Kanye West is his own man. He is also a man at home with the Creator. He should be welcomed, not disparaged, for going against the grain of the dominant culture.

West continued saying more right-wing-friendly things for which CNS served as a dutiful stenographer in the run-up to the 2020 presidential election:

These were joined by a November 2020 column by James Ensor parroting right-wing support for West's stated position on abortion:

Kanye West’s recent tearful call for the black community to reject abortion as child-killing gives us hope that a wave of black Americans will flood into the pro-life movement. If so, it means the end of abortion as a business!

West’s plea erupted from a contrite heart. It was public and loud. Recalling the pressure he put on his pregnant wife, he shouted, “I almost killed my daughter!” His own words hit him and he broke down weeping, “I almost killed my daughter.” The raucous crowd went silent.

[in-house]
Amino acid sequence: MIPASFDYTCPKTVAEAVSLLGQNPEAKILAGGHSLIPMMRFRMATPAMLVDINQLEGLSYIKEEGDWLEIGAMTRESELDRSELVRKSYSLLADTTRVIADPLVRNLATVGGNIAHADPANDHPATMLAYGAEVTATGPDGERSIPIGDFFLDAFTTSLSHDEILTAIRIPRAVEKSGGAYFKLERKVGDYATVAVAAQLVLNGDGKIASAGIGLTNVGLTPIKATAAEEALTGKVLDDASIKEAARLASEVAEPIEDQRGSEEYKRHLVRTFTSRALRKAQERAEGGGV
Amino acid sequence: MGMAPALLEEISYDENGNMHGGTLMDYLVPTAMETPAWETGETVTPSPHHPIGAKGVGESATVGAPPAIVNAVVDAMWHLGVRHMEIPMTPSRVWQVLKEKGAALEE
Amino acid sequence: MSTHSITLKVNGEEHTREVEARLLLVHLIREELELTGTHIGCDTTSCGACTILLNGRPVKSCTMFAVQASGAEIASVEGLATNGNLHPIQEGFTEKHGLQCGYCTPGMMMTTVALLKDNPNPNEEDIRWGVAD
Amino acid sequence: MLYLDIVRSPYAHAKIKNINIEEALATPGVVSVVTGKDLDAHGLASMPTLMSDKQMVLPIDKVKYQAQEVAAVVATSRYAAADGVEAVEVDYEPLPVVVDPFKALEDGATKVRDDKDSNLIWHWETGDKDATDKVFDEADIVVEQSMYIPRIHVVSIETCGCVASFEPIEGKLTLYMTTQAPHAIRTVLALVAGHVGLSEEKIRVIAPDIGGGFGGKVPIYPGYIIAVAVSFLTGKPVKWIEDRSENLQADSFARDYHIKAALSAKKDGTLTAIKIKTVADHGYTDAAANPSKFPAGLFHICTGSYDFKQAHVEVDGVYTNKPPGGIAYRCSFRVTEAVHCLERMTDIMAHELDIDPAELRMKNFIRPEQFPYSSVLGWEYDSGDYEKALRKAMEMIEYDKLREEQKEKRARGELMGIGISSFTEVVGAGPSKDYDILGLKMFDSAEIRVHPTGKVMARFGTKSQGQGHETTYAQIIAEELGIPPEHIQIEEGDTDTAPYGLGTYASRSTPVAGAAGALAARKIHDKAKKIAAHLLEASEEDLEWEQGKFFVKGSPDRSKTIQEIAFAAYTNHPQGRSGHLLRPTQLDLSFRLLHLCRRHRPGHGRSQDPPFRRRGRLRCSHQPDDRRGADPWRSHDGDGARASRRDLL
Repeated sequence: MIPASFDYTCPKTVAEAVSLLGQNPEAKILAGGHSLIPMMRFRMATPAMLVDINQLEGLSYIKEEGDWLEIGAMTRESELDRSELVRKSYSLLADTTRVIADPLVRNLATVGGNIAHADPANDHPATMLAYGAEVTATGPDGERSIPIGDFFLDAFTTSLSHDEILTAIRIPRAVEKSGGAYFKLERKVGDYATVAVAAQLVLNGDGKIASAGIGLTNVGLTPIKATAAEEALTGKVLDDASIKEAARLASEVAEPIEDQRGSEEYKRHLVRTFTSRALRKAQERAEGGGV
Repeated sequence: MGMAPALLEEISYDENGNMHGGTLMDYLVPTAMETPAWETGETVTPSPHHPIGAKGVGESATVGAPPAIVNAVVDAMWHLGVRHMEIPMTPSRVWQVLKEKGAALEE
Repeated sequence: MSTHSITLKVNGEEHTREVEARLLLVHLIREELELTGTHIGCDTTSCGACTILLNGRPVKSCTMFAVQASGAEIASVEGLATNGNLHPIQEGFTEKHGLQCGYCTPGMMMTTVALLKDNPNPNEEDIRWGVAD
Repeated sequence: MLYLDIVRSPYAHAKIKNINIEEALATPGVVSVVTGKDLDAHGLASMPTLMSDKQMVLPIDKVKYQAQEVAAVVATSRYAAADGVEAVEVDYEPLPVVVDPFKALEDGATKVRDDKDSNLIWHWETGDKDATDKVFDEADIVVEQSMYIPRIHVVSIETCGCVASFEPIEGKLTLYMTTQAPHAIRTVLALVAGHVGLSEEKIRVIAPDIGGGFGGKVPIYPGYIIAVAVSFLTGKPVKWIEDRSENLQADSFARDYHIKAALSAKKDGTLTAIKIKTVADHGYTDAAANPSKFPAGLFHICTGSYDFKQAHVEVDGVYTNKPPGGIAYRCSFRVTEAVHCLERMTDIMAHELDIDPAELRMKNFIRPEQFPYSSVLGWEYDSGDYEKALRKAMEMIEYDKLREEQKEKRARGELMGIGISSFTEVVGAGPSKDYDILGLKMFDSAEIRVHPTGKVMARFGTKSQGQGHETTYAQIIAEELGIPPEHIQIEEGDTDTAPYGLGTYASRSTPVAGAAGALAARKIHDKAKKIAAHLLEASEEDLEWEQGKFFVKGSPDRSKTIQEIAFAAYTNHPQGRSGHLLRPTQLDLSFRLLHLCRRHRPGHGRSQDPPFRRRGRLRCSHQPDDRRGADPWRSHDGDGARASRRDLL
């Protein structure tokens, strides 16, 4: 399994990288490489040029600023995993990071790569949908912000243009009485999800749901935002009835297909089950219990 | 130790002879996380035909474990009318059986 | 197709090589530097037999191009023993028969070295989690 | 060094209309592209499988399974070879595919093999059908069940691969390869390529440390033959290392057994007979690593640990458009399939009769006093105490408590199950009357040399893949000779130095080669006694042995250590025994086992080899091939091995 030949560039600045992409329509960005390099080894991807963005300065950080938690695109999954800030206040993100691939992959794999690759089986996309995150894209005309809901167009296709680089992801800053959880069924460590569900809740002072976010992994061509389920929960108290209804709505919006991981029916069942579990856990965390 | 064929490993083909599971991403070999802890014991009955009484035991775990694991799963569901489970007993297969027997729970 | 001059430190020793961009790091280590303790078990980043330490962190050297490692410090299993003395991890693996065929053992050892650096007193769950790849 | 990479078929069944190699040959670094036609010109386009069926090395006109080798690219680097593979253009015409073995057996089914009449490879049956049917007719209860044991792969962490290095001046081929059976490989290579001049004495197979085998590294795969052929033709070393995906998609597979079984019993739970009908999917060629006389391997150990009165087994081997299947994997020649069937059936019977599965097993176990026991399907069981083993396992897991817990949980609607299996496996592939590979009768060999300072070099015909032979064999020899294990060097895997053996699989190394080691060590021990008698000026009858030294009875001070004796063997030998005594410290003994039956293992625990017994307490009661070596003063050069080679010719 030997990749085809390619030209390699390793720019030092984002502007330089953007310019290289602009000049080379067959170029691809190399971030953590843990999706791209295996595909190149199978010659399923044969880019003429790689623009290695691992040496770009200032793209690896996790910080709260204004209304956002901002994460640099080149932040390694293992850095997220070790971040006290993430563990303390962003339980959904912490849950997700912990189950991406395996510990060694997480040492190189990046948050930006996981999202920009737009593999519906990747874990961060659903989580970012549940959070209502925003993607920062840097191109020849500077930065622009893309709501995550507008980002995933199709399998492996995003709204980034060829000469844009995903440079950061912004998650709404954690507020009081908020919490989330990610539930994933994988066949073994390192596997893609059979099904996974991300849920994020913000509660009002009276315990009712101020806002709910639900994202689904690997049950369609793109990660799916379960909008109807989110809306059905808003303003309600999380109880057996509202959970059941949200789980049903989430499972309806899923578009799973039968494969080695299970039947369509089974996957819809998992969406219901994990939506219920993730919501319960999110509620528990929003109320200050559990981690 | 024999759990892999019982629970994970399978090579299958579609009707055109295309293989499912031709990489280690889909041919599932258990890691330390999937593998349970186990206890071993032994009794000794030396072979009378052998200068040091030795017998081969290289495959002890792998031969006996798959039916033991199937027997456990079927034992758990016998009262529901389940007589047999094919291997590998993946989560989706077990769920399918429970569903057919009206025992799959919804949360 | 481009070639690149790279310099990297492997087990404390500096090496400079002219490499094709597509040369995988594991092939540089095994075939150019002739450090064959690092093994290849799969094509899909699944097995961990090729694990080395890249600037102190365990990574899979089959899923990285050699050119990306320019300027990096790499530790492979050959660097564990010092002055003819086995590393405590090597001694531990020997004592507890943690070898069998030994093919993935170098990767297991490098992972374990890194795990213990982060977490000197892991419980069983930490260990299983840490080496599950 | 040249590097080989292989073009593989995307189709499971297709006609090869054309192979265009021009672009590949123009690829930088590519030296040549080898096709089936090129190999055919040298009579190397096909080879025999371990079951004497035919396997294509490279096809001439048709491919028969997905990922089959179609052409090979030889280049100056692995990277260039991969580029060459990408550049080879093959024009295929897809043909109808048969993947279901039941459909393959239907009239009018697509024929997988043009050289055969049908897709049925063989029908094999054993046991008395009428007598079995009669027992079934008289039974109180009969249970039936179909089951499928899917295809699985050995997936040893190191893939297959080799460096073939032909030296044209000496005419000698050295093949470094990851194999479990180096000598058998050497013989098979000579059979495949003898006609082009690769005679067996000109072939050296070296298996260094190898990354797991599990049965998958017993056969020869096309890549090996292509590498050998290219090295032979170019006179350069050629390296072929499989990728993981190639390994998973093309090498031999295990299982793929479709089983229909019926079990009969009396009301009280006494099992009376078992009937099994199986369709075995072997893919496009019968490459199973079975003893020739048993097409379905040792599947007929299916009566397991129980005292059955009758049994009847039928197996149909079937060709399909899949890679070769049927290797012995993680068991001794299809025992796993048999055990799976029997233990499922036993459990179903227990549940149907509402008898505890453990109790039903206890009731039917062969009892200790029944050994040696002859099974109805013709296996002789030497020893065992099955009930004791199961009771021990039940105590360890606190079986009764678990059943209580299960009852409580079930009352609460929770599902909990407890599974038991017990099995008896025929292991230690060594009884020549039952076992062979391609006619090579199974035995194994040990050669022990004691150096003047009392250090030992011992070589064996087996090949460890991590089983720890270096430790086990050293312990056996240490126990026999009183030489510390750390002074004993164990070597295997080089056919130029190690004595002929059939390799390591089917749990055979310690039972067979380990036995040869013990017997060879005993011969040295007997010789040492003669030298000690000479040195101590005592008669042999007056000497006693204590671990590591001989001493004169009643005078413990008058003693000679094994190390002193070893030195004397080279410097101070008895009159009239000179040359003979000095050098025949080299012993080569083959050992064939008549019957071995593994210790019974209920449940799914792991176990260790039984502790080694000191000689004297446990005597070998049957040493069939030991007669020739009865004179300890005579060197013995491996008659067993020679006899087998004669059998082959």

When painful truths rise up on the tears of repentance like this, it tends to crash through all our defenses. In that silence, I suspect hearts and minds were undergoing radical transformation regarding abortion.

Ensor went on to repeat a right-wing myth about the locations of abortion clinics in black neighborhoods and falsely equated Planned Parenthood founder Margaret Sanger's onetime support for eugenics to "white supremacy."

Delayed criticism

After nearly a two-year period without mentioning him at all, West resurfaced to spout more right-wing anti-abortion talking points, and Susan Jones eagerly documented it in an Oct. 7 article:

Kanye West, the celebrity rapper, fashion designer, and leader of Sunday church services, recently sat for an interview with Tucker Carlson. West was wearing a badge with an ultrasound photograph of a baby in the womb.

"What does that mean?" Carlson asked West.

"It just represents life, I'm pro-life," West said.

Carlson asked him, "You wear it on a badge, what kind of response do you get?"